The Irish Penal Reform Trust (IPRT) has today rubbished the Government's new prison drug strategy, calling it a "gadget"-based response that ignores international best practice, and an "opportunity missed" to effectively address the serious issue of drug use in prisons.
"Once again the Government has missed an opportunity to address the issue of drugs in prison in a serious manner," said IPRT Executive Director, Rick Lines. "Minister McDowell's drug strategy seems almost wilfully ignorant of everything we've learned about effective and evidence-based responses to drugs in prison over the past ten years. It's a publicity-driven policy that substitutes gadgets for good practice, and fails to pragmatically address the serious public health concerns raised by drug use in prisons."
Among the specific concerns raised by the IPRT:
- The failure of Minister McDowell's strategy to follow the comprehensive and multi-faceted approach to drugs set out in the Government's own National Drugs Strategy
- The failure to learn from and implement evidence-based best practice models from other jurisdictions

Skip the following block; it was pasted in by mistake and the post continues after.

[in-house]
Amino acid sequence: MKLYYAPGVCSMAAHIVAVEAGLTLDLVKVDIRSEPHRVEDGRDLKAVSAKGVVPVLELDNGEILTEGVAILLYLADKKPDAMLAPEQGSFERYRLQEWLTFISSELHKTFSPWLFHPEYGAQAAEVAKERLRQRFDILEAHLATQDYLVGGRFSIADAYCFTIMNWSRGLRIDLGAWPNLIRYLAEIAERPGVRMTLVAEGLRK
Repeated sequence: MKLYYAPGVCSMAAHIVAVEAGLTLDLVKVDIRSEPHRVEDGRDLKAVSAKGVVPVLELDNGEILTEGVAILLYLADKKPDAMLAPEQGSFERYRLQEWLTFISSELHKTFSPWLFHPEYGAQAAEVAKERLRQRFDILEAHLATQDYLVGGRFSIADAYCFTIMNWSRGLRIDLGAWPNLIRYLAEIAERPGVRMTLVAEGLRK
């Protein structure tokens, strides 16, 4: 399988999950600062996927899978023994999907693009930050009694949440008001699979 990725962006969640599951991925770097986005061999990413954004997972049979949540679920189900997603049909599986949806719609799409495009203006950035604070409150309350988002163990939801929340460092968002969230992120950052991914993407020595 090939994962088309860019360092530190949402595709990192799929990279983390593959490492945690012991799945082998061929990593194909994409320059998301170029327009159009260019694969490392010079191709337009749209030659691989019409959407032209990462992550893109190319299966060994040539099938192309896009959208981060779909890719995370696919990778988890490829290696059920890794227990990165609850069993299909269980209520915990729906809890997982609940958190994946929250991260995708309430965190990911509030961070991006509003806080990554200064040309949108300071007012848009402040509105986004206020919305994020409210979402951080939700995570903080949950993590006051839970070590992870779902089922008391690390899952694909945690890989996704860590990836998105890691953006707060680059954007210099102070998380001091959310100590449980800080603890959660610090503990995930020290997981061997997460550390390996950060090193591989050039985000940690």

- The decision to implement discredited Mandatory Drug Testing policies [Last year, the Scottish Prison Service announced it was cancelling its Mandatory Drug testing programme after ten years of failure.]
- The failure to guarantee immediate access to drug treatment for prisoners who request it, even those who test positive as a result of Mandatory Drug Testing
- The failure to enhance or improve access to methadone. Prisoners will still be unable to initiate methadone treatment in prisons.
- The refusal to provide HIV and Hepatitis C prevention measures in prisons, such as syringe exchange. This in a context where over 25% of prisoners are infected with Hepatitis C , and Irish prisons have some of the highest levels of injecting drug use in Western Europe.
- The failure to provide alternatives to prison for non-violent drug offenders, or those engaged in petty crime to support drug habits.
- The criminalisation of prisoners' families as the source of the drug problem in prisons.
"The National Drug Strategy adopts a multi-faceted and comprehensive approach to dealing with drug use in Ireland. Minister McDowell has obvioulsy decided that he knows better than the Government's own drug experts, and jettisoned the Government's own well-considerd approach to drugs," said Mr. Lines. "The results we see bear no resemblance to accepted good practice. Disturbingly, neither 'health' nor 'best practice' are terms found in the policy's statement of principles, which clearly shows it to be starting from a fundamentally flawed perspective."
"The Government's so-called 'heroin-free prisons' policy is little more than a justification for its own negligence, and its refusal to address drug use in prisons in a sensible or pragmatic manner. Yesterday's announcement is yet further evidence of this Government's willingness to play politics with a serious public health concern."